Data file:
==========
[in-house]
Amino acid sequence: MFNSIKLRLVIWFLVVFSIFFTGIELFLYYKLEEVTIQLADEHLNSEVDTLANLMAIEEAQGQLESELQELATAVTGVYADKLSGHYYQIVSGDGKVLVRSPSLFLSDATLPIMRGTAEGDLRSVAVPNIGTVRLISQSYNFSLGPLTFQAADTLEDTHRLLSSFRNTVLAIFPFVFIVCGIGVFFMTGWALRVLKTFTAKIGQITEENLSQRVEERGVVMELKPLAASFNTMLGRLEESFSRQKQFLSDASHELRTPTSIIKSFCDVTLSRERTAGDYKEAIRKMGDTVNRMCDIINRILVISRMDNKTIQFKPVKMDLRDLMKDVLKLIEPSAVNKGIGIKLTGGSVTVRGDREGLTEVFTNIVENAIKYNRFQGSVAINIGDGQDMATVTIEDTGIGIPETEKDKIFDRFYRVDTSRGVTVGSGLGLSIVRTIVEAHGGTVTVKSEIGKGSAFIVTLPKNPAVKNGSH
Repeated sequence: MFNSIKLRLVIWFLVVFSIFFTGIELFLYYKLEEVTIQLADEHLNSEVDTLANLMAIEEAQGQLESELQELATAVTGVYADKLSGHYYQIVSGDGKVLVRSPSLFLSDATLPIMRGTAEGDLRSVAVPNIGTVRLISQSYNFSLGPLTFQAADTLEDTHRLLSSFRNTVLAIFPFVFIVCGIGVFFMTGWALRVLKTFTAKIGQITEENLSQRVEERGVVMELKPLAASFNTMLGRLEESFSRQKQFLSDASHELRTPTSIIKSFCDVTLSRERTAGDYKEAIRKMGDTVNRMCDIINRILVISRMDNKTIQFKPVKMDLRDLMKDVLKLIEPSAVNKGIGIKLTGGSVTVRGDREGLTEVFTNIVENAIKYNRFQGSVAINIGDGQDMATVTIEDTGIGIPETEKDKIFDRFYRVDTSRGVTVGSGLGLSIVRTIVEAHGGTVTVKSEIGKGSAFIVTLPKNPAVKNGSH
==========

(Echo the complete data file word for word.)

[in-house]
Amino acid sequence: MFNSIKLRLVIWFLVVFSIFFTGIELFLYYKLEEVTIQLADEHLNSEVDTLANLMAIEEAQGQLESELQELATAVTGVYADKLSGHYYQIVSGDGKVLVRSPSLFLSDATLPIMRGTAEGDLRSVAVPNIGTVRLISQSYNFSLGPLTFQAADTLEDTHRLLSSFRNTVLAIFPFVFIVCGIGVFFMTGWALRVLKTFTAKIGQITEENLSQRVEERGVVMELKPLAASFNTMLGRLEESFSRQKQFLSDASHELRTPTSIIKSFCDVTLSRERTAGDYKEAIRKMGDTVNRMCDIINRILVISRMDNKTIQFKPVKMDLRDLMKDVLKLIEPSAVNKGIGIKLTGGSVTVRGDREGLTEVFTNIVENAIKYNRFQGSVAINIGDGQDMATVTIEDTGIGIPETEKDKIFDRFYRVDTSRGVTVGSGLGLSIVRTIVEAHGGTVTVKSEIGKGSAFIVTLPKNPAVKNGSH
Repeated sequence: MFNSIKLRLVIWFLVVFSIFFTGIELFLYYKLEEVTIQLADEHLNSEVDTLANLMAIEEAQGQLESELQELATAVTGVYADKLSGHYYQIVSGDGKVLVRSPSLFLSDATLPIMRGTAEGDLRSVAVPNIGTVRLISQSYNFSLGPLTFQAADTLEDTHRLLSSFRNTVLAIFPFVFIVCGIGVFFMTGWALRVLKTFTAKIGQITEENLSQRVEERGVVMELKPLAASFNTMLGRLEESFSRQKQFLSDASHELRTPTSIIKSFCDVTLSRERTAGDYKEAIRKMGDTVNRMCDIINRILVISRMDNKTIQFKPVKMDLRDLMKDVLKLIEPSAVNKGIGIKLTGGSVTVRGDREGLTEVFTNIVENAIKYNRFQGSVAINIGDGQDMATVTIEDTGIGIPETEKDKIFDRFYRVDTSRGVTVGSGLGLSIVRTIVEAHGGTVTVKSEIGKGSAFIVTLPKNPAVKNGSH